- Wallpapered Walls
Wallpaper was popular in the 1980’s but still is seen in homes today. Ironically, paper is not typically the primary material in wallpaper. Vinyl is. (1) In addition to the wallpaper itself, the adhesives used to hang the wallpaper often contains chemicals. When buying a home look for a home that does not have large amounts of wallpaper, or has an amount of wallpaper that you’re willing to remove. Wallpaper that has been in place for decades is more likely to peel off easier than newly installed wallpaper and may end up costing less time and labor to replace.
- Shower Module
Plastic shower modules are popular in remodeling, as one of the less-expensive options. However, the plastics and resins used off-gas chemicals at a normal temperature. Plus, they off-gas even more in high temperature and high humidity environments. The exact environment often created by a steaming hot shower. Look for showers and bathtub surrounds made from 100% ceramic tile. Be sure the grout or caulk between tiles is secure before buying a home. If it’s not, add that to your list of ‘to be fixed’ when you purchase the home in order to minimize mold and water damage. This allows you to use zero- or low-VOC grout or caulk during repairs.
Older cabinets are often the best option when looking for a home to purchase. Cabinets are a high-cost item to replace and often made from plywood or composite woods. Even cabinets made with formaldehyde-free plywood today contain other chemicals found in plywood adhesives that may be harmful to health. Consider choosing a home with older cabinets and simply replacing the existing shelving with solid hardwood shelves, and refinishing existing cabinets with a zero- or low-VOC paint or finish. Or, if the cabinets are in shape, leave them as they are! If the cabinets have already been refinished by the current homeowner, ask if they used a zero- or low-VOC finish.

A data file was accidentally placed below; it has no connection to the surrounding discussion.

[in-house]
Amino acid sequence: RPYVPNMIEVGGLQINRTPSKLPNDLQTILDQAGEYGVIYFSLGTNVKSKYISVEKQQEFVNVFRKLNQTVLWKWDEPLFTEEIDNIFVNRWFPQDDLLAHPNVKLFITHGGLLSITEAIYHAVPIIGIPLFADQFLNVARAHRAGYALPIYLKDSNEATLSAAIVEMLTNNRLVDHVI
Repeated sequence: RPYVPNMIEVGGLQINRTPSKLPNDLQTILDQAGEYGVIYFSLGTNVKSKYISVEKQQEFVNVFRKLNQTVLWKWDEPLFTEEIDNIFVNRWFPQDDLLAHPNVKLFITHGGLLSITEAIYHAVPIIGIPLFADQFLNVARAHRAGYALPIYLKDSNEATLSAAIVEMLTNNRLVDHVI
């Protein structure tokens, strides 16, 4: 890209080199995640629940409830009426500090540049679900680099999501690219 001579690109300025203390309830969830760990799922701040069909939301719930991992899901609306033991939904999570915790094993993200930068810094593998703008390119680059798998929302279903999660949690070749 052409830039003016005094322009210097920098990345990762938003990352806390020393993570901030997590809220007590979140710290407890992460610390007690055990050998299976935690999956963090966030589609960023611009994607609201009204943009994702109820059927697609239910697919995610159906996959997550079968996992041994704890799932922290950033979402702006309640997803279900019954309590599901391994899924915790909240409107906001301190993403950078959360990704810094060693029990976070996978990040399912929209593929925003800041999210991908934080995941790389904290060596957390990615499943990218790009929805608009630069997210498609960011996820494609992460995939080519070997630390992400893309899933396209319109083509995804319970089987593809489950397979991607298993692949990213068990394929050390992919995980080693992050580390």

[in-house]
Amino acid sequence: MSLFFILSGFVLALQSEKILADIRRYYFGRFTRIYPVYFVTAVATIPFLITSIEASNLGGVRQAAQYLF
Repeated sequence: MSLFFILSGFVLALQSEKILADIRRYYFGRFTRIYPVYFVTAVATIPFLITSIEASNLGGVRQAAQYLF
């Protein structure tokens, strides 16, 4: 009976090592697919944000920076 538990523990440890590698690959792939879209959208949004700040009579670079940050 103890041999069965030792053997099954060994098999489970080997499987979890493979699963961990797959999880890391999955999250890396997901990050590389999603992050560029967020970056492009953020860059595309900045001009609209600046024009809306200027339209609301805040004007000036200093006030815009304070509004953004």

The younger version of me searched for the perfect home, but had not considered the impact that interior finishes could have on my health. It was a mistake that cost me in many ways for years to come. When looking for your new home, include “low chemical” to your list of criteria. Take into consideration the age of the home and when it was last remodeled. Preferably, no new materials have been installed for several years.
Pay attention to the type of windows, flooring, wall covering and finish, shower and tub structure and cabinets in the home. If items need replacing due to age or newness (too many chemicals are still off-gassing), consider the cost of replacing those items with healthier alternatives after the home is purchased, before you make an offer on the home. A little additional legwork up front to avoid high-chemical interior finishes can be helpful later on.
Read more about Angela's story here: "Sick House Syndrome: 3 Strategies for a home that may be making you sick"
(1) A to Z of D-Toxing, Works Cited Part 3 and 4